Skygazers around the world witnessed the biggest and brightest full moon in nearly 70 years on Sunday and Monday nights.
The phenomenon, in which a full moon appears at its closest point in its orbit around the Earth, known as perigee, is colloquially called a “supermoon.” Despite its name, a supermoon is only marginally more impressive than an average full moon.
Still, it attracted spectators to places as varied as the Acropolis in Athens, pictured above, to sand dunes in Mexico. Below, a photographer captured the gleaming orb as it rose behind the Castle of Almódovar in Córdoba, southern Spain, on Sunday.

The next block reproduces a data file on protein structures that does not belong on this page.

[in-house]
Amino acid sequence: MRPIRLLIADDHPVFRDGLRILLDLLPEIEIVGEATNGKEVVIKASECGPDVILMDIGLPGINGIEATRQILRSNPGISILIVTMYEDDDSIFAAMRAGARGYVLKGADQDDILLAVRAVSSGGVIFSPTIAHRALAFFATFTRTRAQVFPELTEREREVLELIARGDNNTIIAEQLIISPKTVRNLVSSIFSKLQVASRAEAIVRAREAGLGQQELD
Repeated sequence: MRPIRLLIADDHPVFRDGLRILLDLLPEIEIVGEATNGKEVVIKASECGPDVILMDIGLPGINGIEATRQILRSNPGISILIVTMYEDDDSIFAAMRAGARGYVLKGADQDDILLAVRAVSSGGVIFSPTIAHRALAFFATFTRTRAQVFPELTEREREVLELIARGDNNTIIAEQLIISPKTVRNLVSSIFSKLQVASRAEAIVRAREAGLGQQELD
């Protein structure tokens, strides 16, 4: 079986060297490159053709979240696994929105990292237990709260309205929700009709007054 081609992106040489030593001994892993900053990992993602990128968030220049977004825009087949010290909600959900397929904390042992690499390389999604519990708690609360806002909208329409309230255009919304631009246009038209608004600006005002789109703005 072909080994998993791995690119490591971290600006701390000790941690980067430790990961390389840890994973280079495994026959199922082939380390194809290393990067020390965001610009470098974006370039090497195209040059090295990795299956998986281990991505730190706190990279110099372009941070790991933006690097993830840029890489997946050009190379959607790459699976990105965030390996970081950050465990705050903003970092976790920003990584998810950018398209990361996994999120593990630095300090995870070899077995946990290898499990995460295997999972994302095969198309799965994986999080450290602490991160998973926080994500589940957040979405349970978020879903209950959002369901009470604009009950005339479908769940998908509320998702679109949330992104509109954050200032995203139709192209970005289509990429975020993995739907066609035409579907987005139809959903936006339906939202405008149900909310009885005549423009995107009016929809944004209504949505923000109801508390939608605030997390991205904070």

This week’s supermoon was the closest the full moon has appeared since 1948, and the nearest it will be until 2034.
Compared with a regular full moon, this supermoon was about 7 percent larger and 15 percent brighter.
In Bald Hill, south of Sydney, Australia, a crowd watched as the moon peeked through the clouds.
In Mexico, some flocked to the sand dunes of Samalayuca on the outskirts of Ciudad Juárez to watch.
Kuwaitis pulled out chairs to see the show near Kuwait City.
This final image shows the moment an American Airlines passenger plane passed overhead in Whittier, Calif.
(via NY Times)